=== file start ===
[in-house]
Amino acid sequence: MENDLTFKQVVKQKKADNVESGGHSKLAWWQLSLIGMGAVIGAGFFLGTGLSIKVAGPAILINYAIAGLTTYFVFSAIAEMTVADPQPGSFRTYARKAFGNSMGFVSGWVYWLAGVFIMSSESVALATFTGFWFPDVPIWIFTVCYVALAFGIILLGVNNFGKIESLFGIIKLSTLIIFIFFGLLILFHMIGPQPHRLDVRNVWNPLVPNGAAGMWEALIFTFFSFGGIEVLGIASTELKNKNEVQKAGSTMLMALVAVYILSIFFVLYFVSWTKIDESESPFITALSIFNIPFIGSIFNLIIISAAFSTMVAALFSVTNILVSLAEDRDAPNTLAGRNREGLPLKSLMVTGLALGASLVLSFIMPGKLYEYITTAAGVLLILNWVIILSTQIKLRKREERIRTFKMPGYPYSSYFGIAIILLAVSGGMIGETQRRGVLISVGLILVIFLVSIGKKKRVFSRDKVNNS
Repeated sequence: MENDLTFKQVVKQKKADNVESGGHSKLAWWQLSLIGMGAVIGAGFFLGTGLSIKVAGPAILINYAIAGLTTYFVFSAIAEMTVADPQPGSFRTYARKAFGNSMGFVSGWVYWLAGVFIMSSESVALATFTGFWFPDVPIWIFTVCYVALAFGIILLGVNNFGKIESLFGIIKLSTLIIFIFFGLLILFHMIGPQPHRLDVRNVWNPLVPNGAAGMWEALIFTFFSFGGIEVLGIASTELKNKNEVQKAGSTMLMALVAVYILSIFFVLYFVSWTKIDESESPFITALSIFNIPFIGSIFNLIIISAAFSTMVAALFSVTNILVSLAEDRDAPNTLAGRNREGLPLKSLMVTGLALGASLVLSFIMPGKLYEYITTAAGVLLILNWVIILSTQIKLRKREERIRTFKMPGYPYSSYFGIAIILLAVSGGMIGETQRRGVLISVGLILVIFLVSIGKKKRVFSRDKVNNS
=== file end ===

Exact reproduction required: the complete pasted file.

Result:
[in-house]
Amino acid sequence: MENDLTFKQVVKQKKADNVESGGHSKLAWWQLSLIGMGAVIGAGFFLGTGLSIKVAGPAILINYAIAGLTTYFVFSAIAEMTVADPQPGSFRTYARKAFGNSMGFVSGWVYWLAGVFIMSSESVALATFTGFWFPDVPIWIFTVCYVALAFGIILLGVNNFGKIESLFGIIKLSTLIIFIFFGLLILFHMIGPQPHRLDVRNVWNPLVPNGAAGMWEALIFTFFSFGGIEVLGIASTELKNKNEVQKAGSTMLMALVAVYILSIFFVLYFVSWTKIDESESPFITALSIFNIPFIGSIFNLIIISAAFSTMVAALFSVTNILVSLAEDRDAPNTLAGRNREGLPLKSLMVTGLALGASLVLSFIMPGKLYEYITTAAGVLLILNWVIILSTQIKLRKREERIRTFKMPGYPYSSYFGIAIILLAVSGGMIGETQRRGVLISVGLILVIFLVSIGKKKRVFSRDKVNNS
Repeated sequence: MENDLTFKQVVKQKKADNVESGGHSKLAWWQLSLIGMGAVIGAGFFLGTGLSIKVAGPAILINYAIAGLTTYFVFSAIAEMTVADPQPGSFRTYARKAFGNSMGFVSGWVYWLAGVFIMSSESVALATFTGFWFPDVPIWIFTVCYVALAFGIILLGVNNFGKIESLFGIIKLSTLIIFIFFGLLILFHMIGPQPHRLDVRNVWNPLVPNGAAGMWEALIFTFFSFGGIEVLGIASTELKNKNEVQKAGSTMLMALVAVYILSIFFVLYFVSWTKIDESESPFITALSIFNIPFIGSIFNLIIISAAFSTMVAALFSVTNILVSLAEDRDAPNTLAGRNREGLPLKSLMVTGLALGASLVLSFIMPGKLYEYITTAAGVLLILNWVIILSTQIKLRKREERIRTFKMPGYPYSSYFGIAIILLAVSGGMIGETQRRGVLISVGLILVIFLVSIGKKKRVFSRDKVNNS